- Session 5: Critical Disability Studies, crip and mad archives, research methodologies and engagement.
- Session 6: Messy Archives and Temporality - queer and decolonial temporalities in art and video games design
- Session 7: Messy Archives and Spatiality - What does it sound like at the end of the world?
- Session 8: Feelings, Intimacy and Affect – mapping sexualities (tactility/trauma/affect theory), and the socially conditioned feelings, looking at the past, present and future of AIDS media
- Session 9: Sex in the Archive
- Session 10: Class Presentations – 5-minute presentations on your selected case study
- Gain an understanding of the key themes of feminist and queer of colour studies
- Explore and reflect on constructions of femininity, masculinity, and sexuality
- Develop a variety of approaches and skills to analyse media examples
- Demonstrate critical thinking and analyse various approaches to race, gender and media
- Discuss, share and collaborate with other participants
Early bird price: £314.50 Standard price: £370. Please note that concessions cannot be applied to early-bird bookings.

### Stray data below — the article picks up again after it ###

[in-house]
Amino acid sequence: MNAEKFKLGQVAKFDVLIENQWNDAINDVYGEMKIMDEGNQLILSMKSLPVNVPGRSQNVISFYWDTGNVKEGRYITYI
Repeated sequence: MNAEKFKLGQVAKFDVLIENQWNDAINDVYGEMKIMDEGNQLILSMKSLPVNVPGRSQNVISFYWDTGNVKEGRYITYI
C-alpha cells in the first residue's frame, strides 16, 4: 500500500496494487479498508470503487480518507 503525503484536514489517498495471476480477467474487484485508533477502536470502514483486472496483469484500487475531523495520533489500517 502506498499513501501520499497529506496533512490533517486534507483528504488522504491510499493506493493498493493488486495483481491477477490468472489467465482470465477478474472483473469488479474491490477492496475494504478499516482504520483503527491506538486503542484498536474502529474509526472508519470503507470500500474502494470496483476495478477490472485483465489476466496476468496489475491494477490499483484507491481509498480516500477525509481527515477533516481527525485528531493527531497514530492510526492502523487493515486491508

Please note our short courses sell out quickly, so early booking is advisable.
If you have any questions about this course please contact shortcourses (@gold.ac.uk).
For information on our upcoming short courses please sign up to our mailing list.
We are committed to providing reasonable teaching adjustments for students with disabilities that may impact on their learning experience. If you require adjustments, please contact us at email@example.com so we can respond to your requests as soon as possible.
Chloe Turner is a writer and researcher, based in London, working internationally.
Turner is currently completing a PhD with the Centre for Feminist Research, Goldsmiths University of London and in 2023 is a Visiting Research Fellow at the Institute for Social and Economic Research & Policy, Columbia University, New York City. Turner is an Associate Lecturer in the Design School at the University of the Arts London and the Department of Media, Communications and Cultural Studies at Goldsmiths, University of London where she teaches feminist, decolonial, queer/trans theories & design.